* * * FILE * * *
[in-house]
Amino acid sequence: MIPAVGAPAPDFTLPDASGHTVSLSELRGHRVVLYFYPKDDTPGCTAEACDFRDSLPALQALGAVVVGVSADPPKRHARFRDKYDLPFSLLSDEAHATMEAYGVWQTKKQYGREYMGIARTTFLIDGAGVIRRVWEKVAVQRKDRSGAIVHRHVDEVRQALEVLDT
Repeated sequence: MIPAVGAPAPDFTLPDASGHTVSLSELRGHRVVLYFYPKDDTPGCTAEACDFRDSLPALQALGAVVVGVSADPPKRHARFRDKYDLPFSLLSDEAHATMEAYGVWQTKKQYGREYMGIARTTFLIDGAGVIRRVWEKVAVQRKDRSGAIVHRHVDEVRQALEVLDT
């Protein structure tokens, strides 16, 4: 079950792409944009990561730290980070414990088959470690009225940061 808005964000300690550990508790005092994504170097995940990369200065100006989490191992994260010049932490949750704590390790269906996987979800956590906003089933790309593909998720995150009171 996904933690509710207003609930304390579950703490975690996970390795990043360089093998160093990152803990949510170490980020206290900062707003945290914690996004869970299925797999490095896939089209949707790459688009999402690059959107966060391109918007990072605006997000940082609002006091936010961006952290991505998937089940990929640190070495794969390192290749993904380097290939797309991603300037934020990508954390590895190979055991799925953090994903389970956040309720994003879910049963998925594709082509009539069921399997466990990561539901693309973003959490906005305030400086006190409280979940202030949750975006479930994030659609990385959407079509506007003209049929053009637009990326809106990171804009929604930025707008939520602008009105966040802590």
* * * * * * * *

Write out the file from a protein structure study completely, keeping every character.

[in-house]
Amino acid sequence: MIPAVGAPAPDFTLPDASGHTVSLSELRGHRVVLYFYPKDDTPGCTAEACDFRDSLPALQALGAVVVGVSADPPKRHARFRDKYDLPFSLLSDEAHATMEAYGVWQTKKQYGREYMGIARTTFLIDGAGVIRRVWEKVAVQRKDRSGAIVHRHVDEVRQALEVLDT
Repeated sequence: MIPAVGAPAPDFTLPDASGHTVSLSELRGHRVVLYFYPKDDTPGCTAEACDFRDSLPALQALGAVVVGVSADPPKRHARFRDKYDLPFSLLSDEAHATMEAYGVWQTKKQYGREYMGIARTTFLIDGAGVIRRVWEKVAVQRKDRSGAIVHRHVDEVRQALEVLDT
């Protein structure tokens, strides 16, 4: 079950792409944009990561730290980070414990088959470690009225940061 808005964000300690550990508790005092994504170097995940990369200065100006989490191992994260010049932490949750704590390790269906996987979800956590906003089933790309593909998720995150009171 996904933690509710207003609930304390579950703490975690996970390795990043360089093998160093990152803990949510170490980020206290900062707003945290914690996004869970299925797999490095896939089209949707790459688009999402690059959107966060391109918007990072605006997000940082609002006091936010961006952290991505998937089940990929640190070495794969390192290749993904380097290939797309991603300037934020990508954390590895190979055991799925953090994903389970956040309720994003879910049963998925594709082509009539069921399997466990990561539901693309973003959490906005305030400086006190409280979940202030949750975006479930994030659609990385959407079509506007003209049929053009637009990326809106990171804009929604930025707008939520602008009105966040802590």